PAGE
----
Wilmington April 23. 1808.
My Dear Sir,
Since my return, I have been principally occupied with the court at New-Castle which has been sitting for two weeks, & which I have not had an opportunity of attending for the last year. I have however devoted a good deal of time to Mr. Clark’s case & have formed an opinion decidedly unfavorable to any claim on the United States, perfectly to my own satisfaction tho’ I fear not to his. However I have done it according to the best of my judgment & after mature reflection & diligent enquiry into the subject.
I should be glad to have a few complete sets of the late documents, that I might put them into the hands of those who would attentively read them, & circulate the satisfactory information they contain among the people of this State, & of Penna.
I fear the wholesome effects of the embargo will be in some degree defeated in relation to the more important British West India islands as Jamaica &c. A vessel arrived yesterday from Jamaica the supercargo of which resides here. He says they were in no want of flour at Jamaica. I gave the President an account of what has been doing here to evade the embargo. The fact is that for the best flour for family use I give $5.50 for a barrel & I beleive it is by the quantity $5.25. So that there is little difference between the present price & that before the embargo was laid. I respectfully suggested the remedy also.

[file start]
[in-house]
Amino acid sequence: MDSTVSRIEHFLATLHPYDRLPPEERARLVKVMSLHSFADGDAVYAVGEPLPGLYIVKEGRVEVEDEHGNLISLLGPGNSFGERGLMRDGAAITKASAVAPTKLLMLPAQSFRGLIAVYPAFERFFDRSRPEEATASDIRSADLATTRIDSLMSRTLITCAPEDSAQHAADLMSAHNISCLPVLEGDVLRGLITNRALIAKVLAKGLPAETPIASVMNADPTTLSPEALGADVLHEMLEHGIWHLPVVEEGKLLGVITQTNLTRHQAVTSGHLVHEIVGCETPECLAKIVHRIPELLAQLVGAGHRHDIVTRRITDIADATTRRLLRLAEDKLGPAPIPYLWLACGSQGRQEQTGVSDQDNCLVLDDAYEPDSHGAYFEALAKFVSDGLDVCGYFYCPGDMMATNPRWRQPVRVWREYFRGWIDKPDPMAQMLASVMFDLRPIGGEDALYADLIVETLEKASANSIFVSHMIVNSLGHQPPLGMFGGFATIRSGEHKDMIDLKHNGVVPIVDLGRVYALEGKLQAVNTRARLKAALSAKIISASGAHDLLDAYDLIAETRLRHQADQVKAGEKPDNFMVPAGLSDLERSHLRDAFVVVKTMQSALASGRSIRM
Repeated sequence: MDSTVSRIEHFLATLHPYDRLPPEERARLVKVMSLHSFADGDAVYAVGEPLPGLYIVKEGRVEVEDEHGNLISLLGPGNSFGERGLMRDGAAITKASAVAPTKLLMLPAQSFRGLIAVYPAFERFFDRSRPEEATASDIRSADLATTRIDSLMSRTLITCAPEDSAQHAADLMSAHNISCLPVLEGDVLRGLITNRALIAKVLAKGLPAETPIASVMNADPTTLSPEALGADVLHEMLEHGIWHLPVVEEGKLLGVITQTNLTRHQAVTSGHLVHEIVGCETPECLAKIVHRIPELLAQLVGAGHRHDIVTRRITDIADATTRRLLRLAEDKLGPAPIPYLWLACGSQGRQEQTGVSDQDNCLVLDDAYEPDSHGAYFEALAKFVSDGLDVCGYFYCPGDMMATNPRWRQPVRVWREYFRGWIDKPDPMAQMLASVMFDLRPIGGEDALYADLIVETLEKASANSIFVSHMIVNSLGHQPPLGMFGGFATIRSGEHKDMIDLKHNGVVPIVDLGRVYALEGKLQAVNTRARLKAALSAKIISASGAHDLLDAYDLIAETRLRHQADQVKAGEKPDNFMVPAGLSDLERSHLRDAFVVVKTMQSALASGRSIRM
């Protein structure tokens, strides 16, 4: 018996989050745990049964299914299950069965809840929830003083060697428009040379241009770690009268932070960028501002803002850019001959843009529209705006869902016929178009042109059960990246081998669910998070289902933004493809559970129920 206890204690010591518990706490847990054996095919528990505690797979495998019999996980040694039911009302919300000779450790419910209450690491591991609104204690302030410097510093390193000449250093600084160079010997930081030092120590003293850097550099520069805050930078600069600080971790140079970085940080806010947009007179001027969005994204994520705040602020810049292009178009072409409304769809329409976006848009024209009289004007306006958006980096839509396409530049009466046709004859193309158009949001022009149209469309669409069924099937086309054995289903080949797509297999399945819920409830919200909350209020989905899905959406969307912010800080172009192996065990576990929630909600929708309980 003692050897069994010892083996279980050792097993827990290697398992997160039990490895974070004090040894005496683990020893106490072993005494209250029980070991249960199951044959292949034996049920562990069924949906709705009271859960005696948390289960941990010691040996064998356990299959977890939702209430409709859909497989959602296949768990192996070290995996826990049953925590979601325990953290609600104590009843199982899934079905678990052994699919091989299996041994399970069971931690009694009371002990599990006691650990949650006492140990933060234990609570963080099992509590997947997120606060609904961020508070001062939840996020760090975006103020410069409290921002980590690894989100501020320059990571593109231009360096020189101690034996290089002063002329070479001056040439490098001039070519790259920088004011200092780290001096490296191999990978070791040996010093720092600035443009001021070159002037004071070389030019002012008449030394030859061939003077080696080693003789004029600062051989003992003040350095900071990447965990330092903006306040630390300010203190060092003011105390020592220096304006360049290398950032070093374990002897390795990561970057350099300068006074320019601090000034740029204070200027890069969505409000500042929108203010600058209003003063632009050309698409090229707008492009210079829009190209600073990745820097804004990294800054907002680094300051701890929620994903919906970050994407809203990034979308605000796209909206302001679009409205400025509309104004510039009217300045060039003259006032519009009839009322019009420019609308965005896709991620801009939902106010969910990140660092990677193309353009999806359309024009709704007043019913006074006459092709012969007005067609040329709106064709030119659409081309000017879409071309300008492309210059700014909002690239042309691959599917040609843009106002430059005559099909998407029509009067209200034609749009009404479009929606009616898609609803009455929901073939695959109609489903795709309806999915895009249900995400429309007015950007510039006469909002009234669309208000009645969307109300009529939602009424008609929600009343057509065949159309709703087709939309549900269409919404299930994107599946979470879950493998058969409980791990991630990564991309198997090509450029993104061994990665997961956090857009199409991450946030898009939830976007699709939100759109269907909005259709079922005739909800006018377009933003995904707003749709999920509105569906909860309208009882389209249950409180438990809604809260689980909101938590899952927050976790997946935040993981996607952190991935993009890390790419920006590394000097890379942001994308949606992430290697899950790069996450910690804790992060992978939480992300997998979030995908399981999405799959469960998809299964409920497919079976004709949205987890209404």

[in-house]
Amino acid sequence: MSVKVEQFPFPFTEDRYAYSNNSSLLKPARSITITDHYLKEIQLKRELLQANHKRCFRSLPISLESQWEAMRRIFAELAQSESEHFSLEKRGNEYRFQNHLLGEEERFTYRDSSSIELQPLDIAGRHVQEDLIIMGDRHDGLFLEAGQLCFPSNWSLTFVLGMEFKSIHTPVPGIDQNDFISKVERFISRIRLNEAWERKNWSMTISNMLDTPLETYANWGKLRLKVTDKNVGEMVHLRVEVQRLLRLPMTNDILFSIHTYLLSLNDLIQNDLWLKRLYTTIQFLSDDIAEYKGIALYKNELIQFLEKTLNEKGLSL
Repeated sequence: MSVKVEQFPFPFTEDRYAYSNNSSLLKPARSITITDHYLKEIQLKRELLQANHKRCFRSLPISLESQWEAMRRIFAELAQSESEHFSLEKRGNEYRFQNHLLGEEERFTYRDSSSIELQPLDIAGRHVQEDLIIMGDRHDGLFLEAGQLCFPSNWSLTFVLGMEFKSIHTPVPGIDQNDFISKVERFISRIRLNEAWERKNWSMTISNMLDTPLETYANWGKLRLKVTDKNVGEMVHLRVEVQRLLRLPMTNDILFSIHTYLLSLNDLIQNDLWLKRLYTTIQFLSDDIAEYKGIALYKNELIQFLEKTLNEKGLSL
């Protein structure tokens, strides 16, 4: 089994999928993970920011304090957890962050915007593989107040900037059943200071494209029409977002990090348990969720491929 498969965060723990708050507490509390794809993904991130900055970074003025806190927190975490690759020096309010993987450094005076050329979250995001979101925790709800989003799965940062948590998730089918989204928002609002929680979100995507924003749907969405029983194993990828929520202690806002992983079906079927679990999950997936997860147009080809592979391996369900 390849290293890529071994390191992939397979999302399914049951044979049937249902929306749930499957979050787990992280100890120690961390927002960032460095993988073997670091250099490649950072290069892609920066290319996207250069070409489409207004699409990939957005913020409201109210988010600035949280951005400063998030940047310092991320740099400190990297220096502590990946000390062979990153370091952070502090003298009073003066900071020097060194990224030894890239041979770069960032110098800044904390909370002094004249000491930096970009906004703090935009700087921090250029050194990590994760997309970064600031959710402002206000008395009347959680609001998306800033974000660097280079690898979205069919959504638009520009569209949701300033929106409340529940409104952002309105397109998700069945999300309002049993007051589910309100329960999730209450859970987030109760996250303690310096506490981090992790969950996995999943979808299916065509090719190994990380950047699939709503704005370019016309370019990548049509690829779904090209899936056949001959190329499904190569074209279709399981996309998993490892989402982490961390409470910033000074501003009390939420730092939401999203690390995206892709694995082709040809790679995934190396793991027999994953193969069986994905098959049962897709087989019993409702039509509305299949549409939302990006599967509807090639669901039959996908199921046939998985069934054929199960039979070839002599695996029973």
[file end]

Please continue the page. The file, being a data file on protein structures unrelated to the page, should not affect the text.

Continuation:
I sent you some days since the copy of Franklin’s correspondence which I trust you received in safety. I have not fixed any day to return, but shall always hold myself in readiness. My wish is to visit Philada. before I go to Washington again & to attend another court, here.
Please to present my best respects to Mrs. Madison & to believe me Yours Very Resply. & Sincerely
C A. Rodney
P. S. I shall forward my opinion in Clark’s case in a few days. If any publication could add to the stock of further information, it would be a complete collection of all the orders, decrees & proclamations of the Belligerent powers affecting the rights of Neutrals, from the year 1792. I observe this was attempted in the House of Representatives but did not succeed They should be printed in chronological order. It appears to me to be an object worthy the attention of the government & the collection could be easily made from the periodical publications & the papers in your office. We could then trace step by step in the order of time the numerous infractions of Neutral rights.
DLC: Papers of James Madison.